Making Schools Work with Hederick Smith district wide reform

New York City Charlotte, NC San Diego, CA

Alan Bersin and John de Beck

In San Diego, superintendent Alan Bersin, left, pushed centralized reform, which was opposed by school board member John de Beck, right.

district wide reform

by Sam Hornblower

The seven-year battle for school reform in San Diego mirrors a war of ideas that continues to rage across the United States.

For more than two decades, two opposing theories of reform have clashed on the national stage: one side trusts each individual school to decide its own strategy for success; the other believes that the unified leadership and coherent vision of a school district's central office is needed to implement positive change at scale.

In San Diego, before Alan Bersin and Anthony Alvarado came to lead the district in 1998 as superintendent and academic chancellor, principals and teachers were in charge. “ You had a very balkanized system,” says Ron Ottinger, former San Diego school board president. “And in that culture, teachers basically ran the schools and they did whatever they felt was best at their schools.”

San Diego subscribed to the then-prevailing wisdom across the country: interference from the district ought to be kept to a minimum. This underlying assumption fit with a national movement to build reform “school-by-school.” This reform movement had emerged in the 1980s, when many Americans became alarmed at the country's declining international competitiveness.

“Site based” reform was the fashion among teacher's unions, administrators, politicians, business leaders, academics and foundation directors. “The conversation at the time was, if you were going to try to fix schools, you would to have to do it without the central office,” says Michael Casserly, Executive Director of Council of the Great City Schools. “You would to have to do it ‘school-by-school,' and go around the bureaucracy, because the bureaucracy itself was the problem.”

The idea was to empower local principals and individual teachers and make the schoolhouse the locus of change. The role of the central office was limited to offering each school the freedom and resources it needed. Local administrators and teachers knew their students better than anyone, certainly more than a bloated, often flat-footed bureaucracy, so the theory went.

Educators, such as Robert Slavin at Johns Hopkins University and Yale's James Comer, developed dozens of new curricula, instructional methods, and school reform models, to be provided directly to individual schools. The charter school and school voucher movements sought further distance from district headquarters, demanding independence and individual choice. In decentralized models, the spotlight focused on the principal as the agent of change, armed with the authority to choose among the models created by experts.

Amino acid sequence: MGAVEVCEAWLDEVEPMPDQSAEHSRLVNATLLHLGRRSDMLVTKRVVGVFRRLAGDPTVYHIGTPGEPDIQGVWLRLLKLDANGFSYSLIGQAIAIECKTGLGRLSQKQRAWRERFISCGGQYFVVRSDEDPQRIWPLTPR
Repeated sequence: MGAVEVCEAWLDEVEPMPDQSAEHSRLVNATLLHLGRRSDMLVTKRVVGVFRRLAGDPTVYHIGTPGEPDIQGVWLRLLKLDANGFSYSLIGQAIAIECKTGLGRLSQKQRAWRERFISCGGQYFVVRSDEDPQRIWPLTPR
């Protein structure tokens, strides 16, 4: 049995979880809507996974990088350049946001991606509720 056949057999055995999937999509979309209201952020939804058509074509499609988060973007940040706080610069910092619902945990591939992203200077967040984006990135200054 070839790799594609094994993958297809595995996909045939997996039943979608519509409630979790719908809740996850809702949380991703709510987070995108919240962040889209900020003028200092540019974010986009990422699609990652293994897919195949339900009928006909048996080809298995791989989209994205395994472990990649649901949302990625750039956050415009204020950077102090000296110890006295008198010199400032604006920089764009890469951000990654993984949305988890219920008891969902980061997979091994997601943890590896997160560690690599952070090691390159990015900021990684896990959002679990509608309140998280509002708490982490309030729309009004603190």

But results were slow and uneven. The gains often depended on the talent of an innovative principal and frequently collapsed when that leader left the school. Moreover, scaling up the progress of an isolated school—translating an individual school's accomplishments into comprehensive gains throughout a city school system—proved difficult.

“There was a lot of frustration,” says Casserly of the response to ‘school-by-school' reform's sluggish pace. Presidents, governors and many reformers were dissatisfied.

“The ‘school-by-school' reform model probably touched 8,000 to 10,000 schools” out of 90,000, says Steve Fleischman, of American Institutes for Research. “That's a drop in the bucket of the number of schools that need to be improved… So you start to say, ‘well, what can we do at the district level?'”

Some reformers saw the need for a common curriculum chosen and implemented by the district, and an outside authority that would hold every school accountable for improving the quality of instruction and student achievement. Reformers began to see that school districts could become a staging area to drive positive change. The central office could be used to efficiently coach teachers and reallocate resources to struggling schools.

In 1989, a national governor's conference in Charlottesville, Virginia, focused attention on raising educational standards. Five years later, Congress passed the hard-fought “Goals 2000” legislation, pushing states to develop standards and tests to measure the performance of schools and districts. Texas and North Carolina, among others, passed laws holding districts accountable for the performance of students and schools. Districts could intervene when necessary and place failing schools under state control.

One of the pioneers of district reform was Tony Alvarado, then superintendent of New York City's District 2. Beginning in the late '80s, Alvarado searched his district and the world for the best way to teach students to read. Improving instruction became the focal point of his effort to reform the district's 48 schools and 22,000 students. Alvarado sent master teachers, coaches and mentors into every classroom to lift the practice of teaching and he freed principals from administrative work, fixing their attention on instruction.

Alvarado's top-down approach raised student performance across the district's 48 schools, and raised the eyebrows of many educators. “There was a lot of cynicism about whether districts could add any value to individual schools,” says Warren Simmons, Executive Director of the Annenberg Institute of School Reform at Brown University. “Tony Alvarado proved that districts actually could make a difference.”